54-year-old Walter Agi was bought into the Emergency Department by his partner Anya after she became increasingly concerned about his physical condition.
"One day I felt ill - I just thought it was an upset stomach. But by the next day, I needed to be admitted to hospital," says Walter.
That upset stomach was in fact an infection that was progressively getting worse with each passing moment.
"Apparently I was starting to slow down in my movements. I was not in any pain or discomfort, but I just wanted to sleep. I felt so tired." Walter hadn't realised but his entire body was shutting down and his organs were failing.
Sepsis is a potentially life-threatening condition caused by the body's response to an infection. Sepsis needs to be treated immediately.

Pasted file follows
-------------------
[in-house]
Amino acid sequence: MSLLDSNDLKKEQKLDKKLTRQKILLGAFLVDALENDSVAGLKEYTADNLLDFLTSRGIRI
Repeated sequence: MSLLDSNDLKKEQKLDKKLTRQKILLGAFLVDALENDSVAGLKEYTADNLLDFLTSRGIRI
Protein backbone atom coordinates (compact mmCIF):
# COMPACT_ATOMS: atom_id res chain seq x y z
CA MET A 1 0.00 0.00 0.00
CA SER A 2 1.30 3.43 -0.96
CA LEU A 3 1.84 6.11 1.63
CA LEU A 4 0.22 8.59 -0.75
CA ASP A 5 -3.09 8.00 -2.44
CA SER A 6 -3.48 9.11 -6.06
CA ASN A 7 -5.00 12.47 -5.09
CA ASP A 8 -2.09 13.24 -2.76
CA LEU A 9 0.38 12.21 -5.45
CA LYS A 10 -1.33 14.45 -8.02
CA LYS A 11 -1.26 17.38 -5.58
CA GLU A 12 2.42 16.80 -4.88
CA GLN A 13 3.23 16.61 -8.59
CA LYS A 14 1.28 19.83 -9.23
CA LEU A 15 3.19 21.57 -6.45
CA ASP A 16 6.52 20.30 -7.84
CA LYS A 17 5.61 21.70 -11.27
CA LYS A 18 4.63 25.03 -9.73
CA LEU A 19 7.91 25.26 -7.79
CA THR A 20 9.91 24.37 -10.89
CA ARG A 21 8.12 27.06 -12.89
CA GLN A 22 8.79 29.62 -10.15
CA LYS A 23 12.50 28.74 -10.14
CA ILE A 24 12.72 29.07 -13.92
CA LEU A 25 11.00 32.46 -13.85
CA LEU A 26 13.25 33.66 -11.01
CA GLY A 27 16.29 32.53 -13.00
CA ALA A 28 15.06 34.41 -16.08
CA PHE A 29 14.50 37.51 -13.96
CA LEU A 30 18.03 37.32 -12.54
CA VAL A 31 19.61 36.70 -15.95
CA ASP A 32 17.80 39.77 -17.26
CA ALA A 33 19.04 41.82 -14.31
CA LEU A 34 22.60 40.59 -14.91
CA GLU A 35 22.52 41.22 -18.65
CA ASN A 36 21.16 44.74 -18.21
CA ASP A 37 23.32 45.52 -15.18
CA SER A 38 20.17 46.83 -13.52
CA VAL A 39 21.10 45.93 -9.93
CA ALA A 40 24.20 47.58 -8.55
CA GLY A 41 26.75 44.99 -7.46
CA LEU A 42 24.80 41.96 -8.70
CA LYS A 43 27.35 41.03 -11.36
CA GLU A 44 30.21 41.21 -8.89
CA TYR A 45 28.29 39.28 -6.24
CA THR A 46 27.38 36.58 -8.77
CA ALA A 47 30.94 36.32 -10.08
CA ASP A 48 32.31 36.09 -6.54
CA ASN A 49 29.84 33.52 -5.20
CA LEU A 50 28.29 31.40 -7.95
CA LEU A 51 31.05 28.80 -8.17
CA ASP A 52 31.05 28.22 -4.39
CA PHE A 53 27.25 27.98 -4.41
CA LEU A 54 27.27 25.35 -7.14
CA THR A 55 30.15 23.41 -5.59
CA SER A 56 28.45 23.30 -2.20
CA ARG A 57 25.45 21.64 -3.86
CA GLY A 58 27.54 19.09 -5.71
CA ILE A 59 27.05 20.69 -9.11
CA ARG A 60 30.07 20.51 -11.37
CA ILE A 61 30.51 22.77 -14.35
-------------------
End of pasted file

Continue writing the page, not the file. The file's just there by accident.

When Walter was admitted, we were researching the effects of a trial drug on patients with sepsis. The trial drug was administered which helped fight the effect of the infection on Walter's blood, helping his body to heal. Although Walter was completely unaware, he had been in intensive care for six whole days.
"That is why I hope you will support our research work so that critically ill patients just like Walter have the best chance to get their health back." - Professor Rinaldo Bellomo
It takes just one person to make a difference to a patient in intensive care. One person that can help fund our ground-breaking research into sedation, oxygen levels in the brain, and spesis, to help treat our most critically ill patients.
"I underestimated what had happened to me. I didn't realise how weak I had become until I tried to get out of bed. But I was alive. And soon I was heading home."